• Some things only need to be checked once. When you open your home to care for children, it must be checked thoroughly for health issues. Some requirements might include testing for lead-based paint and radon. Major safety components are part of family child care licensing regulations. All equipment (cribs, changing table, safety gate, etc.) should meet Consumer Product Safety Commission standards. Check with your trainer, coach or family child care administrator for specific details regarding requirements.


As you design and organize your family child care environment, think about storage. Depending on the ages of the children you care for, there will be toys and equipment that may be needed for some months and then as children grow and develop, they are stored away and new materials brought out. Some family child care providers prefer to use wheeled carts that are easy to roll and place out of the way (make sure for safety that the cart’s wheels can lock).

In the picture, you see open bins that are labeled with pictures and words. You will want to have a number of toys and games available to the children at one time, so prepare to store the rest. Rotating toys and games is a wonderful way to refresh your child care spaces. This is also true for posters, photos, books, etc. Many child care programs often rely on clear storage bins that are easy to see inside of, move, and label.

Separate Noisy Areas from Quiet Ones

Use shelves, tables, or other dividers to separate noisy areas from quiet ones. A quiet space to be alone and look at books should not be located right next to a noisy block building area. Use soft textures (pillows, child-sized blankets, baskets) to make an area feel cozy. Noisy areas can be designated by a rug on the floor (e.g., when children build with large blocks, their structures should remain on the rug).

Messy and Non-Messy Space

Keep activities (art, play dough, crafts) that require water near a water source. Simple rules about where messy activities can take place should be explained to children. Paint smocks, oversized shirts, and other coverings can protect young children’s clothing from paint, glue, etc. Have clean-up materials (e.g., towels, dish soap) nearby so children can assist in clean up. Some sensory activities that may become messy are best done in the kitchen or outdoors (sand, water play). Always inform parents in advance if you are planning to do messy activities. Families may want this information so their child can dress appropriately.

Welcoming Families

Think about the first space a family sees in your child care home and make it as welcoming as possible. It should be a comfortable greeting area where a parent can drop off or pick up their child. The greeting space should have as little clutter as possible. A comfortable adult chair or rocker is a warm touch. Any information for parents should be easy to access. Adult tools—such as sharp scissors, pens, envelopes, etc.—should be stored where they can be found by an adult, but out of reach for young children. Just as you design your home for children, it is also important to plan a welcoming place for their families.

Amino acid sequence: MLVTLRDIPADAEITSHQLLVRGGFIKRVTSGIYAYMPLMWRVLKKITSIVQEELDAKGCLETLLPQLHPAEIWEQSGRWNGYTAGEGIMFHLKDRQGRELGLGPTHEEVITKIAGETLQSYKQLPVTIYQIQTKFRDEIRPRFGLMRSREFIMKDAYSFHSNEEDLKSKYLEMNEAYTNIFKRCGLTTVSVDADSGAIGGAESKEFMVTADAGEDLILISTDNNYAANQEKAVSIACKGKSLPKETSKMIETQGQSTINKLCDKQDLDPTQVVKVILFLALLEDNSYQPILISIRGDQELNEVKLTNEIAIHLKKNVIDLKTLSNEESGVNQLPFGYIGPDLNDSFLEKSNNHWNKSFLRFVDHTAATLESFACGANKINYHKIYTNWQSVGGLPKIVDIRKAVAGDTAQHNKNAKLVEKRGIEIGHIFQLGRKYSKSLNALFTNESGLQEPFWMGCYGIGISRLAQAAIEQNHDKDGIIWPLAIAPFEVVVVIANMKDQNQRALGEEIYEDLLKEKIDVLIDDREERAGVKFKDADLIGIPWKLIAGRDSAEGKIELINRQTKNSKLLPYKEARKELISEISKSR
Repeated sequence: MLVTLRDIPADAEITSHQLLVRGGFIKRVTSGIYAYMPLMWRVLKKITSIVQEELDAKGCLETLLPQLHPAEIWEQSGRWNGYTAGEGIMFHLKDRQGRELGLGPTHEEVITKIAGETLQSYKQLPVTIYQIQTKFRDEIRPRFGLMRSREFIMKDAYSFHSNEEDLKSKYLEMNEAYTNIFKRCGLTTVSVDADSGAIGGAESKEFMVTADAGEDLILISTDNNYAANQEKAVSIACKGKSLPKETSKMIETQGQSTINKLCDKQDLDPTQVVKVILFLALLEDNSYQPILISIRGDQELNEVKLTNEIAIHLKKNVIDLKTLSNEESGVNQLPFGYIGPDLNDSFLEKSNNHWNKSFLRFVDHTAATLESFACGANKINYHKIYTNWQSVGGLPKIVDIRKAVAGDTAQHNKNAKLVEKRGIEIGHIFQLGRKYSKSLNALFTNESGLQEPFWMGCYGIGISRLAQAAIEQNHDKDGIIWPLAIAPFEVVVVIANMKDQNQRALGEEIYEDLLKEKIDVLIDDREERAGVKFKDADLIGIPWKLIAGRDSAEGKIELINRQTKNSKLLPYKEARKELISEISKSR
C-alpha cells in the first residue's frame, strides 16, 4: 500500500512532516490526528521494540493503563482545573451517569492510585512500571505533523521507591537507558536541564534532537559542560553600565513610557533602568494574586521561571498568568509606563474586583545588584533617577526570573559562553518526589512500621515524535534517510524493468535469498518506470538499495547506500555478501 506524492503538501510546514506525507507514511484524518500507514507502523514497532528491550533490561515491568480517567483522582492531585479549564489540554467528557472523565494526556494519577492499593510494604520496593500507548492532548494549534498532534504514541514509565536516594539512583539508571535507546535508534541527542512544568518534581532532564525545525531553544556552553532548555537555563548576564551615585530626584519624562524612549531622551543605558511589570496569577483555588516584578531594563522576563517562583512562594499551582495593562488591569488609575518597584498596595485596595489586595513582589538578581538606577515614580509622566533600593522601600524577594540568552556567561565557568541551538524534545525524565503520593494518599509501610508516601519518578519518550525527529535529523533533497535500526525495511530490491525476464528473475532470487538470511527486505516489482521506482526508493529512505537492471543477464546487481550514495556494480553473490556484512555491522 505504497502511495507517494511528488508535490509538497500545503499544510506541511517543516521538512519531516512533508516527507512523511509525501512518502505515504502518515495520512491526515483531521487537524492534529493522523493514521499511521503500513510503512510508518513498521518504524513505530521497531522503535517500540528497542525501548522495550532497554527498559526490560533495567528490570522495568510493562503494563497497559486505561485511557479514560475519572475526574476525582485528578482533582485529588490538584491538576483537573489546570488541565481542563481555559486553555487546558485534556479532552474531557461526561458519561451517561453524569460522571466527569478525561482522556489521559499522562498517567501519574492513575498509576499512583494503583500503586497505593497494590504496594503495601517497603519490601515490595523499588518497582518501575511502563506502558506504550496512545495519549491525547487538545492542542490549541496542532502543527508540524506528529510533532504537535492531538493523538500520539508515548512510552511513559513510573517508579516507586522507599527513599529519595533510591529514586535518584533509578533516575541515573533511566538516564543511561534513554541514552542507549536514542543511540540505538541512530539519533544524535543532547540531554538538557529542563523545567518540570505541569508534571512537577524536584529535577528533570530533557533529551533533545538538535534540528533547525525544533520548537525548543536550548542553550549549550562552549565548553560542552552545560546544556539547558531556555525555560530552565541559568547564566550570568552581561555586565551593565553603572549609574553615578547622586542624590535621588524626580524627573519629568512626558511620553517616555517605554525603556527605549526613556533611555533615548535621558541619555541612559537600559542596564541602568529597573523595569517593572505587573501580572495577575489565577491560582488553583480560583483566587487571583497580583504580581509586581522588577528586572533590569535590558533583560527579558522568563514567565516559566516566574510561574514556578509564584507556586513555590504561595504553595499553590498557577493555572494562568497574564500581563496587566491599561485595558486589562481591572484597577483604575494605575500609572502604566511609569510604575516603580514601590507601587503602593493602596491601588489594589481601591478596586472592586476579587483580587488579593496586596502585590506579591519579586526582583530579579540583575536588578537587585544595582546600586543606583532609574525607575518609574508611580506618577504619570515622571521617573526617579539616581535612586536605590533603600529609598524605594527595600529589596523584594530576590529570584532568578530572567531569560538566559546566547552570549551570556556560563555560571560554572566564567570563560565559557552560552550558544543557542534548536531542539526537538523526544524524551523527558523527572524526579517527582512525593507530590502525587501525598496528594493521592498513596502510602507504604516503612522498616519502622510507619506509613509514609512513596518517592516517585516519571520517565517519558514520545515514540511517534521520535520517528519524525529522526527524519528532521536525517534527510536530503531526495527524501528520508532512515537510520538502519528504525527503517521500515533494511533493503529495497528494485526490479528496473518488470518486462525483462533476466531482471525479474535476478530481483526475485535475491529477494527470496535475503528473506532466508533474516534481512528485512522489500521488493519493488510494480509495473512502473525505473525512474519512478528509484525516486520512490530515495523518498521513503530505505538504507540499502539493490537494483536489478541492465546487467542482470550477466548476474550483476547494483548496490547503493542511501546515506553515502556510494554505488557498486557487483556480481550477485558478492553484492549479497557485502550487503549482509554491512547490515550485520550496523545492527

Keeping materials organized and logically arranged helps children learn to use, respect, and clean up the toys after they are done playing with them. Your environment teaches children important skills that they can use throughout their lives. As you design and arrange your family child care environment, think carefully about what you want children to learn. A safe, warm, bright, and well-designed child care environment allows children to explore, question, experiment, grow, and learn. Your careful environmental arrangement supports children as they grow to become self-confident and competent adults.

Designing Spaces for Learning

Learn about spaces for group experiences, privacy, and storage and display.


As you plan your environment, focus on the children and families you serve every day. Think about the many ways they enhance your family child care environment. Let your environment be fluid as new children and families participate—keeping it fresh is important for you and the children who come each day for caregiving. Take advantage of all the resources available to you to create a warm and engaging place for fun and learning.

Indoor Environments

Learn more about the key aspects of indoor environments in family child care.


Arranging for Your Family’s Needs

As you design and organize your family child care environment, keep in mind your family’s needs for privacy and space within the home. If you don’t want children to enter your teen daughter’s bedroom, you may have to lock the door during the day. If you don’t want children accessing your family’s personal items, they will need to be stored in places that the children cannot reach or in rooms that are not part of your program. You may need to create physical barriers. For instance, stairs must be blocked by child gates to keep mobile babies and toddlers from climbing them.

In your paper floor plan, you identified areas where your family members’ activities might occur. As you rearrange furniture and storage, keep in mind that your family will share these spaces with the children in your care.

  • What aspects of your family members’ daily schedule will you need to keep in mind when you schedule families to use your home for child care? Do you have a family member who works a night shift and needs to sleep during the day?
  • What expectations do you have for your family members when the children you care for are present?
  • How will you ensure that valuable or breakable items that belong to your family members are protected (e.g., musical instruments, tools, projects)?